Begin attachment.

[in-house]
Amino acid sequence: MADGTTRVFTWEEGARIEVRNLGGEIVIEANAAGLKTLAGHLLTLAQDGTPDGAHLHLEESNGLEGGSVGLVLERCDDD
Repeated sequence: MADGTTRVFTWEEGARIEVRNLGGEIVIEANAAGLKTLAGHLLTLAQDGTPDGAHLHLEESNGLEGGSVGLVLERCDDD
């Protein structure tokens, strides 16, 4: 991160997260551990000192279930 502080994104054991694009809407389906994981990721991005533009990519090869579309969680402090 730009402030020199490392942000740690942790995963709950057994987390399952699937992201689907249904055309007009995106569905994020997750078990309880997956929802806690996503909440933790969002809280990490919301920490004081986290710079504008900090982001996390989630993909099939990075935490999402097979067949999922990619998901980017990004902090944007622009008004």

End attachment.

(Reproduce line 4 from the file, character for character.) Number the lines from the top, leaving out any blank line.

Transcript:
């Protein structure tokens, strides 16, 4: 991160997260551990000192279930 502080994104054991694009809407389906994981990721991005533009990519090869579309969680402090 730009402030020199490392942000740690942790995963709950057994987390399952699937992201689907249904055309007009995106569905994020997750078990309880997956929802806690996503909440933790969002809280990490919301920490004081986290710079504008900090982001996390989630993909099939990075935490999402097979067949999922990619998901980017990004902090944007622009008004």